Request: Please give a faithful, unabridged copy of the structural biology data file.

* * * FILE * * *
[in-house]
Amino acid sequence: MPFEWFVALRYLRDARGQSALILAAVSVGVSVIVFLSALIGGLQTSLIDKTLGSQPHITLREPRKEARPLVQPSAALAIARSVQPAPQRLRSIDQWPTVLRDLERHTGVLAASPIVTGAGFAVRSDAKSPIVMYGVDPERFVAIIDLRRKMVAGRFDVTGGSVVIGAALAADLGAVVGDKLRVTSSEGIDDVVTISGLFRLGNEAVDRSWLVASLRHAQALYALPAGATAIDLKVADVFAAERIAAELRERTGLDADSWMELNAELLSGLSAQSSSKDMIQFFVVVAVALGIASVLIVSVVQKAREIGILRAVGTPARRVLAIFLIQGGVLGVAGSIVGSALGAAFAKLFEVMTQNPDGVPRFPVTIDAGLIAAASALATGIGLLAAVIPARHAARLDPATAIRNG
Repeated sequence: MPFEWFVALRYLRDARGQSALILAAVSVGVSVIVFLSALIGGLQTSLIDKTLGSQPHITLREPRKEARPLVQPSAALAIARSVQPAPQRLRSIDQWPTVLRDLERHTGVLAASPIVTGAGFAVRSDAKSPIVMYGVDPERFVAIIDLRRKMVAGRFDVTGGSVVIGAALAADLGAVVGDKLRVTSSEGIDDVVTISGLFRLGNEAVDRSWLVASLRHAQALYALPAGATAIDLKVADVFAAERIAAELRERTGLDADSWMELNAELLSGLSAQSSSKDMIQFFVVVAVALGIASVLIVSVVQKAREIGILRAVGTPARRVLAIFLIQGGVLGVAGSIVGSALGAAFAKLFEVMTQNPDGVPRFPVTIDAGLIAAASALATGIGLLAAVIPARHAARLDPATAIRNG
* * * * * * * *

[in-house]
Amino acid sequence: MPFEWFVALRYLRDARGQSALILAAVSVGVSVIVFLSALIGGLQTSLIDKTLGSQPHITLREPRKEARPLVQPSAALAIARSVQPAPQRLRSIDQWPTVLRDLERHTGVLAASPIVTGAGFAVRSDAKSPIVMYGVDPERFVAIIDLRRKMVAGRFDVTGGSVVIGAALAADLGAVVGDKLRVTSSEGIDDVVTISGLFRLGNEAVDRSWLVASLRHAQALYALPAGATAIDLKVADVFAAERIAAELRERTGLDADSWMELNAELLSGLSAQSSSKDMIQFFVVVAVALGIASVLIVSVVQKAREIGILRAVGTPARRVLAIFLIQGGVLGVAGSIVGSALGAAFAKLFEVMTQNPDGVPRFPVTIDAGLIAAASALATGIGLLAAVIPARHAARLDPATAIRNG
Repeated sequence: MPFEWFVALRYLRDARGQSALILAAVSVGVSVIVFLSALIGGLQTSLIDKTLGSQPHITLREPRKEARPLVQPSAALAIARSVQPAPQRLRSIDQWPTVLRDLERHTGVLAASPIVTGAGFAVRSDAKSPIVMYGVDPERFVAIIDLRRKMVAGRFDVTGGSVVIGAALAADLGAVVGDKLRVTSSEGIDDVVTISGLFRLGNEAVDRSWLVASLRHAQALYALPAGATAIDLKVADVFAAERIAAELRERTGLDADSWMELNAELLSGLSAQSSSKDMIQFFVVVAVALGIASVLIVSVVQKAREIGILRAVGTPARRVLAIFLIQGGVLGVAGSIVGSALGAAFAKLFEVMTQNPDGVPRFPVTIDAGLIAAASALATGIGLLAAVIPARHAARLDPATAIRNG